“They’ve sensationalized the message, they misrepresent the study and its goals in its entirety.”
By Ross Cristantiello October 18, 2022
Researchers at Boston University are making a point to publicly refute a series of misleading claims published by certain media outlets.
The claims, and BU’s response, center around experiments that were conducted at the university’s National Emerging Infectious Diseases Laboratories (NEIDL).
The research was detailed in a paper published online Friday, which has not yet been peer-reviewed. A team from BU laid out how they created a chimeric, or hybrid, version of SARS-CoV-2, the virus that causes COVID-19.
A group of lab mice was then exposed to samples of the hybrid virus.
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As a result, 80% of the mice died, showing that the chimeric virus was more lethal to this type of mice than the omicron strain.
It is important to note that the original virus strain from 2020 killed 100% of the mice it was exposed to in these experiments.
On Monday, The Daily Mail published an article claiming that BU “created a new deadly Covid strain with an 80% kill rate.” Other outlets, like Fox News, picked up the reporting and similarly misrepresented the research, BU said in a statement.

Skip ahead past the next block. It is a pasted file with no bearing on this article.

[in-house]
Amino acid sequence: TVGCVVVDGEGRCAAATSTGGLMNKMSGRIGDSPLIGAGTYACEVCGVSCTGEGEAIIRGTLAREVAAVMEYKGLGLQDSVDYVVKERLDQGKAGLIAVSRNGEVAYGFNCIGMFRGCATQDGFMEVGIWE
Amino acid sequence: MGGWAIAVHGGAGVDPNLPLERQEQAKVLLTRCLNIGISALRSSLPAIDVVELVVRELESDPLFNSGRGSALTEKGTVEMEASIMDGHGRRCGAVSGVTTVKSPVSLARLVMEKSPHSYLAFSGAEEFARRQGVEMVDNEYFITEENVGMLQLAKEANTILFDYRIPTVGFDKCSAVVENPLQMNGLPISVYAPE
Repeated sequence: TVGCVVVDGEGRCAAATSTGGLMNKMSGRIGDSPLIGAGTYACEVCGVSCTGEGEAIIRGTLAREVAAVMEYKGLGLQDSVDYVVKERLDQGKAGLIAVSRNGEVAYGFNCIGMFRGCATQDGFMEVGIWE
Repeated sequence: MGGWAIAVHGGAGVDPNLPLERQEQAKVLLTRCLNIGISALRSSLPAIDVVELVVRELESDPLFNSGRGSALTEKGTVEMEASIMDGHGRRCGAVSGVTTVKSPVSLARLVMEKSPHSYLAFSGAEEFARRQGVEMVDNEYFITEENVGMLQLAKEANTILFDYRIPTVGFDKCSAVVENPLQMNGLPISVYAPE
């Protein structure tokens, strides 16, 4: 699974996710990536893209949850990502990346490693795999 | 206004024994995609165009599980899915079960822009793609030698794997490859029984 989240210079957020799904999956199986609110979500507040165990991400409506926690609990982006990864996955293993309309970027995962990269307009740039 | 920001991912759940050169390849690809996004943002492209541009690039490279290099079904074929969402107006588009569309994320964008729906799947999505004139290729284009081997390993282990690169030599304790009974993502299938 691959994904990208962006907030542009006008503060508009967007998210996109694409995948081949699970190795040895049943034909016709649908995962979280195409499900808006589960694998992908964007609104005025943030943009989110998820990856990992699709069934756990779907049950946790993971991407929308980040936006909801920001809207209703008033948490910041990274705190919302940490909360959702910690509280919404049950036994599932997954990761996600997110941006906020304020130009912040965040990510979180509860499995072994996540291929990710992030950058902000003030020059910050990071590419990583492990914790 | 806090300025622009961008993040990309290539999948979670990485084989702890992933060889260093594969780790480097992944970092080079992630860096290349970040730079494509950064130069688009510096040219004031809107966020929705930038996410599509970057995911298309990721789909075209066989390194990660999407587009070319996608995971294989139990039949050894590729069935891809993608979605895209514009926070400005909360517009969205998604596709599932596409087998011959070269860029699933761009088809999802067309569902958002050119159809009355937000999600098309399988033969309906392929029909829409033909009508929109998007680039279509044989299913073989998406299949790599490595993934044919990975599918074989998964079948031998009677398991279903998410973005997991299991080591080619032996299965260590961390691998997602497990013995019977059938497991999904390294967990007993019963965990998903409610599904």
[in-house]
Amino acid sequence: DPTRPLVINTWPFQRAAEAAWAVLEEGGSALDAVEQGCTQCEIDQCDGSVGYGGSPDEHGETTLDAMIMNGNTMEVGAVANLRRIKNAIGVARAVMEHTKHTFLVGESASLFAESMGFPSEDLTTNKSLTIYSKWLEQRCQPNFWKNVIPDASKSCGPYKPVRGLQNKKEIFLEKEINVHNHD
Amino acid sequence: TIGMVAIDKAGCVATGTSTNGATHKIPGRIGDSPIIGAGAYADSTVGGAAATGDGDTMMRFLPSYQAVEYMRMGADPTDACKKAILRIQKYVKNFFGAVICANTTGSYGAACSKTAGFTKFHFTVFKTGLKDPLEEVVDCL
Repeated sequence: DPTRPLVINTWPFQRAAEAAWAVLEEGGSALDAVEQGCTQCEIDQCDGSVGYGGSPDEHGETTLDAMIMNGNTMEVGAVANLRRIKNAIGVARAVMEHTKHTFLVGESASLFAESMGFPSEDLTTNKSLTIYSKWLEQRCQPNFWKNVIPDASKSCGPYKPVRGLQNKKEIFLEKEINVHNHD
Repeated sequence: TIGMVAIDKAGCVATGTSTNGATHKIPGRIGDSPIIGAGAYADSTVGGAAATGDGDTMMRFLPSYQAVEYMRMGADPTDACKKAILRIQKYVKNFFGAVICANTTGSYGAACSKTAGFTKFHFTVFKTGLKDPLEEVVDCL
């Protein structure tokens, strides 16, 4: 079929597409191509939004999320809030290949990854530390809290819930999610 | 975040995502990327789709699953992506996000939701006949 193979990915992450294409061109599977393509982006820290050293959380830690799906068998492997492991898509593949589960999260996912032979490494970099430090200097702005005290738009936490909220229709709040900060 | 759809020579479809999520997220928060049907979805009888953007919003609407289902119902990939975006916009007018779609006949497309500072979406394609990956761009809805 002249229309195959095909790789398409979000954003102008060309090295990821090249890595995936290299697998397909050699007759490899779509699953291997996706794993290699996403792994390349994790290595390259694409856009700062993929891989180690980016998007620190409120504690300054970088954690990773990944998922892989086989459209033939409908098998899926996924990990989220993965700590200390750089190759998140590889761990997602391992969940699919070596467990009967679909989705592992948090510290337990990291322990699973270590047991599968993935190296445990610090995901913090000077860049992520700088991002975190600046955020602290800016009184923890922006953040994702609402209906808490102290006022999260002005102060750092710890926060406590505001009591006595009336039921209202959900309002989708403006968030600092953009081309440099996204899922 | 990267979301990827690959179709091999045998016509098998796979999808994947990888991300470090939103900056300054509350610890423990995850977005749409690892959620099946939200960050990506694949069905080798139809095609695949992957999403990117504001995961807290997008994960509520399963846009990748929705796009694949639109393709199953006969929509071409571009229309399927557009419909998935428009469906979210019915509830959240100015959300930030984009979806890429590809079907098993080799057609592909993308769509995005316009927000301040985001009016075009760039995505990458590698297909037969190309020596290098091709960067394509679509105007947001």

“They’ve sensationalized the message, they misrepresent the study and its goals in its entirety,” said Ronald B. Corley, NEIDL director and BU Chobanian & Avedisian School of Medicine chair of microbiology, in The Brink. The publication is run by BU’s Marketing & Communications office, specializing in news regarding research at the university.
The research was reviewed and approved by BU’s Institutional Biosafety Committee, the university said. This body consists of scientists and local community members. The Boston Public Health Commission also approved the research, BU said.